Key Highlights of Companies Bill, 2013

  1. —  Uniform Financial Year for all the Companies i.e from April to March. (Exception where in approval from the National Company Law Tribunal have been granted).
  2. —   A Private Company can now have maximum of 200 members.
  3. —   Concept of One person Company have been introduced. (But the Company can only be incorporated as a Private Company).
  4. —   Object Clause of Memorandum of Association need not be divided into Main, Ancillary and Other Objects Clause.
  5. —   All types of securities are governed by Bill.
  6. —   The money raised by the Company through prospectus, cannot be used for any other purpose other than the purpose for which it was raised unless a special resolution have been passed and the said proposal is published by way of an advertisement. Otherwise an exit opportunity shall be provided to the existing shareholders of the Company.
  7. —  The prospectus has to be more detailed.
  8. —  If a Company, listed or unlisted, makes an offer to allot or invites subscription, or allots, or enters into an agreement to allot, securities to 50 or such higher number as may be prescribed, whether the payment for the securities has been received or not or whether the Company intends to list its securities or not on any recognized stock exchange in or outside India, the same shall be deemed to be an offer to the public and shall accordingly be governed by the provisions provided in this regard by the Securities And Exchange Board of India(SEBI). 
  9. —   There is no provision for issue of shares at a discount (other than issue of Sweat Equity Shares).
  10. —  The provisions of clause related to further issue of capital will now be applicable to all type of companies.
  11. —   Apart from existing shareholders, if the Company having share capital at any time proposes to increase its subscribed capital by issue of further shares, such shares may also be offered to employees by way of ESOP, subject to the approval of shareholders by way of Special Resolution. 
  12. —  Buyback provisions eased. Companies can buy back its shares even if it has defaulted in repayment of deposit or interest payable thereon, redemption of debentures or preference shares or payment of dividend to any shareholder or repayment of any term loan or interest payable thereon to any financial institution or bank, provided that such default has been remedied and three years have lapsed after such default ceased to subsist.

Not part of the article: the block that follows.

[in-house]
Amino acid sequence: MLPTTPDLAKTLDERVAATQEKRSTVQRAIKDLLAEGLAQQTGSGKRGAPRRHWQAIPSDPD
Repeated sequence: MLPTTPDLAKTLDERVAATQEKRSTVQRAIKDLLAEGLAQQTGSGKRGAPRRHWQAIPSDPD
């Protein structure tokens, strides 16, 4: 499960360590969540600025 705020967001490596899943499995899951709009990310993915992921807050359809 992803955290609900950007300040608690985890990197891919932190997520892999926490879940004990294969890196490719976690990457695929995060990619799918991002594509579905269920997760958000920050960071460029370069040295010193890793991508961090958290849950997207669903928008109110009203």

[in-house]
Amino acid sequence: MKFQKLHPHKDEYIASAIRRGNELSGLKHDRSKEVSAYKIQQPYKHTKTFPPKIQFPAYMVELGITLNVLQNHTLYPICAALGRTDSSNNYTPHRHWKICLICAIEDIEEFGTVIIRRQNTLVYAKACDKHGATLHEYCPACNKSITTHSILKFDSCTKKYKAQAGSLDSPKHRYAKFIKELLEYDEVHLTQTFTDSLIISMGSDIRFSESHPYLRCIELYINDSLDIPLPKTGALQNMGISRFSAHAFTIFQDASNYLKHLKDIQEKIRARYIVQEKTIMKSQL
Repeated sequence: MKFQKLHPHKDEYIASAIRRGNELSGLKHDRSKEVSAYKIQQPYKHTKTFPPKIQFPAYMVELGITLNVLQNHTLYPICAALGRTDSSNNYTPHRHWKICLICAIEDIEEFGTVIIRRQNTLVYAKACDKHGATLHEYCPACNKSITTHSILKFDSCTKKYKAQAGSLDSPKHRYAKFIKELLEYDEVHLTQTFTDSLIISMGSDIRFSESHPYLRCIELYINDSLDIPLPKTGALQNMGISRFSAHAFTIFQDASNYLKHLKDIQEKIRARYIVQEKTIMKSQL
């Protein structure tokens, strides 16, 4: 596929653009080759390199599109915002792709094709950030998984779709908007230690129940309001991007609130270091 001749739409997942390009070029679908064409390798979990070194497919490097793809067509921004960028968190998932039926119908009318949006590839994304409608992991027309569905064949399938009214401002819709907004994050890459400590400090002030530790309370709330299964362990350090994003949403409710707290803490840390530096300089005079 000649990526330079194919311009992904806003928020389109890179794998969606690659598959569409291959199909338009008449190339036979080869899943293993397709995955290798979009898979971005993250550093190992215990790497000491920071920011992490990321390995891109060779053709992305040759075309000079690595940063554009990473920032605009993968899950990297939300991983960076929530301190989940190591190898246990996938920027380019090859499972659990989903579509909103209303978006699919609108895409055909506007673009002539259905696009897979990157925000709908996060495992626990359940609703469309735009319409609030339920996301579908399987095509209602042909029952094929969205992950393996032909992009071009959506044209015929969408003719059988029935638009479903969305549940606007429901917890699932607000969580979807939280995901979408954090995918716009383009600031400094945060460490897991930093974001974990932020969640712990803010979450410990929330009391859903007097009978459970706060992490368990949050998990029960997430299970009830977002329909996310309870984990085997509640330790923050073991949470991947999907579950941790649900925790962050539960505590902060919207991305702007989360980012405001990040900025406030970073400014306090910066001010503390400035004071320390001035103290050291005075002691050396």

13. —  NBFCs not to be covered by the provisions relating to acceptance of deposits. They will be governed by the Reserve Bank of India rules on acceptance of deposits.
  14. —   Companies can accept deposits only from its members after seeking permission of its shareholders at a general meeting.  
  15. —  Certain public companies, as prescribed, can accept deposits from persons other than its members, subject to conditions such as credit rating.
  16. —   Bill provides for registering of all types of charges.
  17. —   Certification of Annual Return by practicing company secretary mandatory in case of companies with prescribed paid up capital and turnover.
  18. —   First annual general meeting of a company shall be held within nine months from the closure of its first financial year .
  19. —  Postal Ballot to be applicable on all Companies, whether listed or not.
  20. —  Every company has to follow the Secretarial Standards while preparing the minutes of board and general meeting.
  21. —   Listed companies required to file a return in a prescribed form with the Registrar regarding any change in the number of shares held by promoters and top 10 shareholders of such company, within 15 days of such change.
  22. —   Listed public companies to prepare a report, in the manner as may be prescribed, on each annual general meeting including the confirmation that meeting was convened, held and conducted as per the Act and the Rules made thereunder.
  23. —  Interim dividend declared by a Company in a current financial cannot exceed the average rate of dividend of the preceding three years if a company has incurred loss up to the end of the quarter immediately preceding the declaration of such dividend.
  24. —   Transferring of a fixed percentage of profits to reserve before declaration of dividend is not mandatory in the Bill.
  25. —   Financial Statements shall include Balance Sheet, Profit & Loss Account and Cash Flow Statement collectively.
  26. —   Provisions for re-opening or re-casting of the books of accounts of a company provided.
  27. —  The National Advisory Committee on Accounting Standards renamed as The National Financial Reporting Authority.
  28. —  The authority to advise on Auditing Standards and Accounting Standards.
  29. —  Every company is required at its first annual general meeting (AGM) to appoint an individual or a firm as an auditor. The auditor shall hold office from the conclusion of that meeting till the conclusion of its sixth AGM and thereafter till the conclusion of every sixth meeting. The appointment of the auditor is to be ratified at every AGM.